The U.S. Air Force just flew an unmanned aircraft for roughly two days straight, demonstrating the drone's ability to take off and land by itself and cover extensive ground on intelligence-gathering missions.
The Air Force Research Laboratory's Center for Rapid Innovation says it recently tested the Ultra Long Endurance Aircraft Platform (Ultra LEAP) at the Dugway Proving Ground, Utah, which could lead the service to begin operating it as early as next year. Initial flight tests began in Feb. 2019, it said.
"As the Air Force balances current readiness with long-term modernization, Ultra LEAP represents an affordable approach that supports both existing and future force needs," said Maj. Gen. William Cooley, AFRL commander, in an Air Force release.
According to an illustration of the unmanned aerial vehicle, Ultra LEAP has a vast wingspan for additional lift, similar to the Air Force's RQ-4 Global Hawk.
While information including the dimensions of the drone, its maximum speed and its flight ceiling has not been disclosed, the service describes it as "a high-performance, cost-effective, sport-class commercial airframe" that has been converted to include "anti-jam GPS and full global operational access via a satellite-based command and control and high-rate [intelligence, surveillance and reconnaissance] data relay link."
"Accomplished after only 10 months of development by our AFRL [and] industry team, today's two-and-a-half-day Ultra LEAP mission is a significant milestone in solving the tyranny of distance problem for ISR systems," Dr. Alok Das, AFRL Senior Scientist and the CRI Director, said in a statement. "It will provide immediate benefit to our warfighters while at the same time paving the path for future low-cost, multi-day endurance ISR systems."
The drone's configurations also allows for a variety of custom ISR sensors and tools to "support extended missions," according to the release.
Because it's a commercial drone, spare parts or tools can be manufactured much more quickly if needed.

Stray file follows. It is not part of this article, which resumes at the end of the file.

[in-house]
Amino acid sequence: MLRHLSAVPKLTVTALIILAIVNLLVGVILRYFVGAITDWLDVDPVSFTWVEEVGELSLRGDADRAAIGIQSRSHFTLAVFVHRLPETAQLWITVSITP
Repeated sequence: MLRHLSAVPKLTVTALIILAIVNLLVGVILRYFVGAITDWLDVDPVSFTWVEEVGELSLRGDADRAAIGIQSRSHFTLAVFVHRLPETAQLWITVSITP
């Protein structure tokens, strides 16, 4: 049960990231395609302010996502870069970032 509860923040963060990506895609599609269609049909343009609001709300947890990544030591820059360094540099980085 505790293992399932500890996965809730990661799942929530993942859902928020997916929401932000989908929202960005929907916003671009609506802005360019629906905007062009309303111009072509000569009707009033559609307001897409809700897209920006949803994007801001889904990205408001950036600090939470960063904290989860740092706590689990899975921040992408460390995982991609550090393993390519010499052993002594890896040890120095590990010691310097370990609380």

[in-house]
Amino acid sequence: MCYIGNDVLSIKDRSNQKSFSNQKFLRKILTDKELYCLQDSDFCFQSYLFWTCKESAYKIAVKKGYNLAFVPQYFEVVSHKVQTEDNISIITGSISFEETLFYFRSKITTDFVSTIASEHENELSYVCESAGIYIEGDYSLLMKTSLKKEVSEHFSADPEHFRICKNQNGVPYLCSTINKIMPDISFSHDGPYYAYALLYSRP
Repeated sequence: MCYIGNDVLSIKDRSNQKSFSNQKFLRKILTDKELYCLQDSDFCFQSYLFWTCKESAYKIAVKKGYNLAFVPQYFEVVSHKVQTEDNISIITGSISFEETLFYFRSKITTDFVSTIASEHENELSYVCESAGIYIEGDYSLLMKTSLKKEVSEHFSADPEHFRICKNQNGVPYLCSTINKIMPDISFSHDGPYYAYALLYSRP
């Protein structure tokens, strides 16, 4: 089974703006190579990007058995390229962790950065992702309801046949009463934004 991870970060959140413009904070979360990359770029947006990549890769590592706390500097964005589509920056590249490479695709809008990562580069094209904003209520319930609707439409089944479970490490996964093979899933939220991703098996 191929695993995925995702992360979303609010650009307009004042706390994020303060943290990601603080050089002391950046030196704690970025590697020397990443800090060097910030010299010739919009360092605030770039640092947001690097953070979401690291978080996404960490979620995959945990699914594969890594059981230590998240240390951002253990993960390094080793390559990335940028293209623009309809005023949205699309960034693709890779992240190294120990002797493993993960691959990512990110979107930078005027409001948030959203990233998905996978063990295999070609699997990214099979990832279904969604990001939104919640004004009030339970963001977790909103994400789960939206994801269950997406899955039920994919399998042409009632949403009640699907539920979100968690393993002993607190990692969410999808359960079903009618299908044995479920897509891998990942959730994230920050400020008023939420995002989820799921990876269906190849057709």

"This way, the U.S. military will save money without sacrificing reliability and maintainability," added Paul Litke, the AFRL project engineer lead.
While the Air Force has put more emphasis lately on drones that will one day be able to swarm, use artificial intelligence or work alongside fifth-generation fighters such as the F-35 Lightning II, the latest Ultra LEAP test may signal a shift in the Air Force's priorities toward investing in long-endurance drones for persistent surveillance.
At the same time, the Air Force is pursuing cheaper systems that can incorporate a larger variety of sensors and technology. For example, the XQ-58A Valkyrie drone, which the service is experimenting with now, runs between $2 million to $3 million.
The service has stretched out the service life of the long-endurance Global Hawk, using it for roughly 20 years. In 2014 an RQ-4 Block 40 variant, which tracks radar and moving targets, beat records when it undertook a 34.3-hour flight, marking the longest unrefueled flight by an Air Force aircraft, according to service officials.
But with a unit cost of $130 million in 2013 and climbing, the Global Hawk is one of the most expensive drones the service uses.
In 2007, the Air Force added the MQ-9 Reaper -- which has the ability to carry strike weapons -- to its inventory. Its cousin, the MQ-1 Predator -- also in service for about 20 years -- was retired last year. As a result, the larger, faster Reaper began expanding its mission set.
But developing the Ultra LEAP "with this level of endurance is an incredible achievement for future warfighting and battlefield success," Litke said.
-- Oriana Pawlyk can be reached at firstname.lastname@example.org. Follow her on Twitter at @oriana0214.